Is there any research that details how many minimum wage employees also have to receive government assistance? And, how is unemployment in Washington and Oregon that have a high minimum wage?

    • Robin Anderson, Economist, Principal Global Investors

      Hi Ben! Thanks for reading and thanks for the questions! You bring up some interesting points, so I’m actually going to address these in my next couple of posts. Check back in for the answers!

  • Pingback: Minimum Wage Hikes Part II: Washington State Strikes Back | The Principal Blog

  • Pingback: Minimum Wage Hikes Part III: Minimum Wages and Federal Assistance | The Principal Blog

  • david ross

    Robin,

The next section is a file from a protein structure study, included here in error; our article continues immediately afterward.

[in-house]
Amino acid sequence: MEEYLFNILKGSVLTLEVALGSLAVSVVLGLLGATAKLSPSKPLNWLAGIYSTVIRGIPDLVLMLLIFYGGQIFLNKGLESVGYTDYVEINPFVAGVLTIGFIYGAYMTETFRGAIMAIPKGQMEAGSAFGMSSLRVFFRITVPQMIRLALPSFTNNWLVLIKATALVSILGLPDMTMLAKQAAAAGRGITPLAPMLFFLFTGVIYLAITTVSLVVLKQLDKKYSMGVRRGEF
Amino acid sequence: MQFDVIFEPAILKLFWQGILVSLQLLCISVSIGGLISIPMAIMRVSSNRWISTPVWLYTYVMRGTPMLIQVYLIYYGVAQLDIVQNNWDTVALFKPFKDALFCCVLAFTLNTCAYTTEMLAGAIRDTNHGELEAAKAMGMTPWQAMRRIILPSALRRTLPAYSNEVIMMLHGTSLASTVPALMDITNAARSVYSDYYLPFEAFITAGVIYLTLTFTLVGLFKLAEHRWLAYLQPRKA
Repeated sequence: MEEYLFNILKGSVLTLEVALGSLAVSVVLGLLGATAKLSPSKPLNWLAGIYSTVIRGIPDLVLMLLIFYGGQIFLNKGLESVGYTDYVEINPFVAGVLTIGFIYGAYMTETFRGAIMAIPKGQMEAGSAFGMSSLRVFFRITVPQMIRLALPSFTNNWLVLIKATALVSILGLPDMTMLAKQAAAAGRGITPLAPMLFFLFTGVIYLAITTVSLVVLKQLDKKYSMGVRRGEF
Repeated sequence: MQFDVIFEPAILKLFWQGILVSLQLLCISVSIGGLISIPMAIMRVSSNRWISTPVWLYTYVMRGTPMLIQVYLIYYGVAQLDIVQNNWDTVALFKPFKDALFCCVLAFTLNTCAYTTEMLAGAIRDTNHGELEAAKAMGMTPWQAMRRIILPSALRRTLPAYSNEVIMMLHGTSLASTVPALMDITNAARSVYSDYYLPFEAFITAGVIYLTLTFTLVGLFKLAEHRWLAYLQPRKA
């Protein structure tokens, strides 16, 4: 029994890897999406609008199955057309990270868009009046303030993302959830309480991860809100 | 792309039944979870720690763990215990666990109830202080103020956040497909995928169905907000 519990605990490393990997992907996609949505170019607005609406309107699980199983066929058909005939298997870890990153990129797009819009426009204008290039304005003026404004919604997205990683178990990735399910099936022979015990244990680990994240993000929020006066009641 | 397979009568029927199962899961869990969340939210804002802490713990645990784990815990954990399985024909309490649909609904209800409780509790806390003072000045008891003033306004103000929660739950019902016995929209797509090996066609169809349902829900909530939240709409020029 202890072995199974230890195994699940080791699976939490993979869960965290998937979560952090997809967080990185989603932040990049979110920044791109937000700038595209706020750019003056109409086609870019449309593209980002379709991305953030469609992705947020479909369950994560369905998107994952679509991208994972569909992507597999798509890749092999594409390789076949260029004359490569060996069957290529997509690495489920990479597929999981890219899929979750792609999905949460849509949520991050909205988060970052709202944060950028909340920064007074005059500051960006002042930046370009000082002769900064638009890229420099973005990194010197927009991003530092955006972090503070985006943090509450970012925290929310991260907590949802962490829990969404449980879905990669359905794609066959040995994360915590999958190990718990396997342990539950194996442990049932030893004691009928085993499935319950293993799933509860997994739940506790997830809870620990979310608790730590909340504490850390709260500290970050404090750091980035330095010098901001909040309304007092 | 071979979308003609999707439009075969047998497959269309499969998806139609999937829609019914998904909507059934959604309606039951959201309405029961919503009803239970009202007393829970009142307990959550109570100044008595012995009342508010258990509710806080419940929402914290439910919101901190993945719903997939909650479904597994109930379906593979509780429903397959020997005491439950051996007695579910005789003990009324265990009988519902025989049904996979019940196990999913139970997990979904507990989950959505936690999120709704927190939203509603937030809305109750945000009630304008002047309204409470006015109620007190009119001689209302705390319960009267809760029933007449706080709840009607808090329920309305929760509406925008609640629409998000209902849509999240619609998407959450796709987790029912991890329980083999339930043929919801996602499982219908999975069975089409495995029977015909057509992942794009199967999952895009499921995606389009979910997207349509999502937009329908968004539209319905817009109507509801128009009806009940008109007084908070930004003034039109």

I’m usually a little suspicious of these reports, especially when they come from an extreme left think tank like the Center for Economic Policy Research. I’m not disputing their assertions, but perhaps if you presented a counter argument from Cato or Brookings, we’d see a more balanced discussion. Thanks for starting the dialogue.

  • Chris Borey

    Interesting series of articles. Thanks for sharing this information. One observation.

    To your point on raising the minimum wage and likely causes, you listed “reducing employee turnover” as one possibility and followed that up with “Henry Ford did it” and “Costco does it”.

    I occurs to me that these two examples are at best self-refuting against the cause for raising the minimum wage, and at the least, questionable examples to use to support the much broader question of the affect on employment as it relates to all businesses that are subject to minimum wage standards. Here’s why: